Pros

  • Attractive

  • Useful presets

Cons

  • Buzzes loudly

  • Slightly underpowered

Product image of Toshiba EM131A5C-BS
Toshiba EM131A5C-BS
  • Dimensions: 17.1 x 20.5 x 12.8 inches
  • Capacity: 1.2 cubic feet
  • Power: 1100 watts

The Toshiba EM131A5C Microwave Oven with Smart Sensor was our former top pick based on reviews and specs—but after formal testing, we’ve found it to be quite average. Mid-powered and aesthetically pleasing, this unit has sensor cooking, multi-stage cooking, and a variety of presets.

If you'd prefer to stick with a Toshiba microwave, this model is the cheapest that offers a smart sensor, which adjusts the cook time based on how much steam your food releases.

We like its convenient one-touch controls, mutable buzzer, fingerprint-proof front panel, and door that opens by pulling the handle, rather than pressing in a rather stiff door button.

This Toshiba excelled in the pork and popcorn tests, but it really struggled to heat tomato sauce in the time given. It’s easy to use and quieter than other units we tested. Ultimately, this is a very standard microwave.

Pros

  • Useful presets

  • Smart sensor

Cons

  • Not very fast heating

  • Slightly oversized

Product image of Toshiba EM925A5A-SS
Toshiba EM925A5A-SS
  • Dimensions: 15.91 x 19.15 x 11.48 inches
  • Capacity: 0.9 cubic feet
  • Power: 900 watts

The Toshiba EM925A5A Microwave Oven performed similarly to its larger counterpart. However, it was better at heating tomato sauce, and was solid in popping popcorn and heating frozen dinners. It also seemed quieter when in use than many countertop models we tested.

The EM925A5A has the same one-touch controls, mutable buzzer, fingerprint-proof front panel, and pull-open door that we love on the EM131A5C. It also comes in the same stainless steel and black stainless finishes. All it’s missing is the sensor cook option, which is reserved for more expensive models.

This is a fine, basic microwave at a very affordable price, but it’s too small for more substantial cooking.

Pros

  • Easy controls

  • Quiet

  • Fine performance

Cons

  • No sensor cook

  • Somewhat small

Product image of Magic Chef MCM990ST
Magic Chef MCM990ST
  • Dimensions: 14.6 x 19.1 x 11.3 inches
  • Capacity: 0.9 cubic feet
  • Power: 900 watts

The Magic Chef MCM990ST Countertop Oven has a stainless steel front, but its looks are still on the dated side.

It popped popcorn well and adequately heated frozen dinners and tomato sauce. Features include 10 cooking power levels, auto cook and auto defrost menus, eight cooking modes, and a child safety lock.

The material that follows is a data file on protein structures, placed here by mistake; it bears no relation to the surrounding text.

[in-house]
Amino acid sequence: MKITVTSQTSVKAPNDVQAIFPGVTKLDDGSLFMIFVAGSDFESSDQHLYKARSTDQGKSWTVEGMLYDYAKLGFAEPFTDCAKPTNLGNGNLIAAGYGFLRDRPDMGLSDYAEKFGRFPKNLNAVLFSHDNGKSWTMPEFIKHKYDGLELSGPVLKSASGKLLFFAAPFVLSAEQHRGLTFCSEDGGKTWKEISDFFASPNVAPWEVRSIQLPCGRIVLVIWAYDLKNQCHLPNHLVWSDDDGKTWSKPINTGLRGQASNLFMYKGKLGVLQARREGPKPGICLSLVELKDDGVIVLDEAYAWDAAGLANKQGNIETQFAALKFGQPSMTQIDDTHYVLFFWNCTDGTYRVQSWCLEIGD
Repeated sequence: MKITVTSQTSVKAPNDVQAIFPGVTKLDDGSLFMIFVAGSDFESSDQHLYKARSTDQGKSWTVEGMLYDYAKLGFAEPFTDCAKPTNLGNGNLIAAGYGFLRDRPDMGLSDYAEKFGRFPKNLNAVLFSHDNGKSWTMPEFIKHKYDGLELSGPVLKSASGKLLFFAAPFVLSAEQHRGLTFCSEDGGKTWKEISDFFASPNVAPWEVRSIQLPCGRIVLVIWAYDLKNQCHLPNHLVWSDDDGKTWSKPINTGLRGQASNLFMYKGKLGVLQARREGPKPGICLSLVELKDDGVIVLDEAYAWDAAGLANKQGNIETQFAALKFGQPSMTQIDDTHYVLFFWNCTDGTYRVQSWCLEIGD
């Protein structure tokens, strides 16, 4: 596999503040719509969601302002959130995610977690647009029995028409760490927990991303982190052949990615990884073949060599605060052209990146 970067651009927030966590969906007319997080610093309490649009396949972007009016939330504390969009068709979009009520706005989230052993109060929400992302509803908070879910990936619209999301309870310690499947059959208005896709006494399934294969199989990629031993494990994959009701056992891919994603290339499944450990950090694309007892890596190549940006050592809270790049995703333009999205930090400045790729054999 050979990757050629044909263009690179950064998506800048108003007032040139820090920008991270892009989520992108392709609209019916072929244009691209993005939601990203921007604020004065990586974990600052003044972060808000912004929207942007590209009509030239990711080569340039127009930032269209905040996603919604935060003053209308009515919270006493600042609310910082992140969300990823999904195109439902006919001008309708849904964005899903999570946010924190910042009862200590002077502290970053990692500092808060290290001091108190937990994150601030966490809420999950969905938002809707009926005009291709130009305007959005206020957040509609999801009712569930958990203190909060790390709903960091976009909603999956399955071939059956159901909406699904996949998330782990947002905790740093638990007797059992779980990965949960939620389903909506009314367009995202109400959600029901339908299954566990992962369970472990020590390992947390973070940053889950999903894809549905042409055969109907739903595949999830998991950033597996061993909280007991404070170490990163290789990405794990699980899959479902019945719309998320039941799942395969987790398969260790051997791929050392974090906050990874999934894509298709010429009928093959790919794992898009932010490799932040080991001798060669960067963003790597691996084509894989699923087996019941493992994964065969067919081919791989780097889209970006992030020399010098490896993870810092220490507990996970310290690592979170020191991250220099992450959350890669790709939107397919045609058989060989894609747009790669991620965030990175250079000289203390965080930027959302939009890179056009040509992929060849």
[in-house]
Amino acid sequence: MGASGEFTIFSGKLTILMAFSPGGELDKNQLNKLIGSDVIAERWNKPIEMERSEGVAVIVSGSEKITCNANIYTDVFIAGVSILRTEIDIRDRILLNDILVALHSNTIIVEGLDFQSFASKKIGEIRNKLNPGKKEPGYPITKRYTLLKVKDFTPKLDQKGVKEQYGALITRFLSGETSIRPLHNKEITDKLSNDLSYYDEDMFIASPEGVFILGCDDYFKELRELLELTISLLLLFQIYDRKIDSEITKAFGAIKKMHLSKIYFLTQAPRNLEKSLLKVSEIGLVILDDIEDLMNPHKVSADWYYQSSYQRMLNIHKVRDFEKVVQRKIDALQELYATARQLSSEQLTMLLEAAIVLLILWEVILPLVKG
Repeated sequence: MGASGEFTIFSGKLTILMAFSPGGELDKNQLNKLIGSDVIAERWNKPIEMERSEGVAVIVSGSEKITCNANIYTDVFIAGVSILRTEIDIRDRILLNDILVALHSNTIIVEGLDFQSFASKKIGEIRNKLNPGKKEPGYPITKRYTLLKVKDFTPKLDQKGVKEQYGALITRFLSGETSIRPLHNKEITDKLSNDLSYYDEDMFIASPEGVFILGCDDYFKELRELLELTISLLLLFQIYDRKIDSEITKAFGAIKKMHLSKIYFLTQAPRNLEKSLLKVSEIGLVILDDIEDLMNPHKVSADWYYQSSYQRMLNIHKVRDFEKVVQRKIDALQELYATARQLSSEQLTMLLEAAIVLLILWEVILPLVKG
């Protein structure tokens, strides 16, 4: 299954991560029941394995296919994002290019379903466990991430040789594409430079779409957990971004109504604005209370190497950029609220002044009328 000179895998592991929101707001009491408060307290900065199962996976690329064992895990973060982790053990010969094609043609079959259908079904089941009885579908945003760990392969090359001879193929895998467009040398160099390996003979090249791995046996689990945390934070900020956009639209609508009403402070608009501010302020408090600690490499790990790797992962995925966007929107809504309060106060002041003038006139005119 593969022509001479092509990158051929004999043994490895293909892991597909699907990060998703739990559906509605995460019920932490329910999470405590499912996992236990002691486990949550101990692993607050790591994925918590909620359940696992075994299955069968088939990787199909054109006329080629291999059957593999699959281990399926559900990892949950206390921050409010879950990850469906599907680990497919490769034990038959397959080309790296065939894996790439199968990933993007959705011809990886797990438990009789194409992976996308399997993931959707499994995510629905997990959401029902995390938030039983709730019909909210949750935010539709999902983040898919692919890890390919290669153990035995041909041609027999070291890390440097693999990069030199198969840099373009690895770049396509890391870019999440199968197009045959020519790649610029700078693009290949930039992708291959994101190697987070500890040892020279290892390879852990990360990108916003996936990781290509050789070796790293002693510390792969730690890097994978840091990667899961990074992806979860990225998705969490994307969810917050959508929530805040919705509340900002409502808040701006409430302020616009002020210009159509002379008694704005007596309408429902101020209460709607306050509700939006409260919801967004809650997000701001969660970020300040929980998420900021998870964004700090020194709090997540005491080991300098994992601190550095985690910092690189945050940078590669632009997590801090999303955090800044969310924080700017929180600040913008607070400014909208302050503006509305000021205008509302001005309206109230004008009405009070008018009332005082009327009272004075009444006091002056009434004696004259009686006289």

This basic microwave includes a push-button door at a very affordable price, but it’s too small for more substantial cooking.

Pros

  • Fine performance

  • Affordable

Cons

  • Old-fashioned design

  • Slightly small

Product image of Black & Decker EM925AB9
Black & Decker EM925AB9
  • Dimensions: 19.1 x 14.8 x 11.5 inches
  • Capacity: 0.9 cubic feet
  • Power: 900 watts

The Black and Decker EM925AB9 Digital Microwave Oven is very similar to the Magic Chef MCM990ST, but with a more modern exterior and more features.

This unit, which features a child lock, multi-stage cooking, and presets including a 30-second express cooking button, performed well in every test except for the tomato sauce test.

The microwave also features a large LED display, a removable turntable, and a push-button door release.

Pros

  • Useful presets

  • Modern look

Cons

  • Slightly small

  • Not very quick at heating

Product image of LG NeoChef LMC0975ST
LG NeoChef with Smart Inverter and EasyClean
  • Dimensions: 14.5 x 18 x 11 inches
  • Capacity: 0.9 cubic feet
  • Power: 1000 watts

With its partial stainless-steel finish and limited exterior buttons, this sleek LG NeoChef microwave will blend seamlessly into a modern minimalist's dream kitchen. But what you get in design, you lose in function—to achieve its streamlined exterior, the controls are split between the interior and exterior of the microwave.

Inside, the control panel is functional, yet limited. On the outside, there are three main buttons for start/pause, stop/cancel, and a touch slider bar that lets you adjust the cook time using plus and minus buttons (even during cooking).

For those who are used to having a traditional keypad in one place, this might take time to get used to. For us, it was a bit annoying that you had to open the door to do anything more complicated than setting a cook time.

While this microwave passed most of our food tests, it left the Hungry Man mashed potatoes and chicken wings lukewarm. While it's easy to add more cook time, that's obviously not ideal.

Pros

  • Sleek design

Cons

  • Lukewarm heating power

  • Limited control panel

Product image of AmazonBasics Microwave
AmazonBasics Microwave
  • Dimensions: 17.3 x 14.1 x 10.1 inches
  • Capacity: 0.7 cubic feet
  • Power: 700 watts

This popular compact microwave from AmazonBasics has one feature that sets it apart from every other one we tested—it’s a smart device designed to be used with Alexa.

But of all the appliances we tested, this tiny little unit is the only one we vehemently do not recommend.

This microwave is both too small and too weak to perform many basic tasks. It’s almost too small for a standard bag of popcorn, and in testing, it struggled to pop the popcorn and heat a frozen dinner. It’s also the cheapest unit we tested, and we can see why.

Sure, the Alexa command aspect is a unique bonus feature that allows the microwave’s display panel to stay uncluttered, because you can select from dozens of preset options using just your voice. On the other hand, it’s another thing that can break, and it isn’t that useful. If you have to physically walk over to your microwave to put food in and take food out, what’s the hassle of just pressing a button to start it?